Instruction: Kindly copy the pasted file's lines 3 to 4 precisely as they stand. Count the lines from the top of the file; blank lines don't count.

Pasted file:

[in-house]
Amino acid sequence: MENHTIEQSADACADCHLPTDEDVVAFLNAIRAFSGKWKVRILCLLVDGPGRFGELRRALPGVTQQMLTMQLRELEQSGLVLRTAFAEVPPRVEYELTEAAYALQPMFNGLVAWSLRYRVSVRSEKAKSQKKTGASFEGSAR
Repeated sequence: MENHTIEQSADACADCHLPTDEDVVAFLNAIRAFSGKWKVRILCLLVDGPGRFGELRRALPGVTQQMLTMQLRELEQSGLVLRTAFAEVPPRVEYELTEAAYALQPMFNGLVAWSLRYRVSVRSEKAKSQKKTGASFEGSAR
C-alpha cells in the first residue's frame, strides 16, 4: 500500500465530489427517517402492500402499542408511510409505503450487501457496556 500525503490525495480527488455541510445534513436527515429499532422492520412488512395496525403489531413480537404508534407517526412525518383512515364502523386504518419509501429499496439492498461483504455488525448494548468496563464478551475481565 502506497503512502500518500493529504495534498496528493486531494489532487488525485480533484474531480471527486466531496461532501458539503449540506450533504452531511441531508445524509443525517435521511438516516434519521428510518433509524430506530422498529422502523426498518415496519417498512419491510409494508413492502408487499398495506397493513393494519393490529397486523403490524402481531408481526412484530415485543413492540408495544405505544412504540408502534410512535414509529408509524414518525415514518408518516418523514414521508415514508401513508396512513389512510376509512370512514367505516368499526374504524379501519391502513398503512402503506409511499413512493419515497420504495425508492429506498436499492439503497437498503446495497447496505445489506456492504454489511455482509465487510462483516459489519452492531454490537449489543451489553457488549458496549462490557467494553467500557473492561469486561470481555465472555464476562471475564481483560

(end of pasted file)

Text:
Repeated sequence: MENHTIEQSADACADCHLPTDEDVVAFLNAIRAFSGKWKVRILCLLVDGPGRFGELRRALPGVTQQMLTMQLRELEQSGLVLRTAFAEVPPRVEYELTEAAYALQPMFNGLVAWSLRYRVSVRSEKAKSQKKTGASFEGSAR
C-alpha cells in the first residue's frame, strides 16, 4: 500500500465530489427517517402492500402499542408511510409505503450487501457496556 500525503490525495480527488455541510445534513436527515429499532422492520412488512395496525403489531413480537404508534407517526412525518383512515364502523386504518419509501429499496439492498461483504455488525448494548468496563464478551475481565 502506497503512502500518500493529504495534498496528493486531494489532487488525485480533484474531480471527486466531496461532501458539503449540506450533504452531511441531508445524509443525517435521511438516516434519521428510518433509524430506530422498529422502523426498518415496519417498512419491510409494508413492502408487499398495506397493513393494519393490529397486523403490524402481531408481526412484530415485543413492540408495544405505544412504540408502534410512535414509529408509524414518525415514518408518516418523514414521508415514508401513508396512513389512510376509512370512514367505516368499526374504524379501519391502513398503512402503506409511499413512493419515497420504495425508492429506498436499492439503497437498503446495497447496505445489506456492504454489511455482509465487510462483516459489519452492531454490537449489543451489553457488549458496549462490557467494553467500557473492561469486561470481555465472555464476562471475564481483560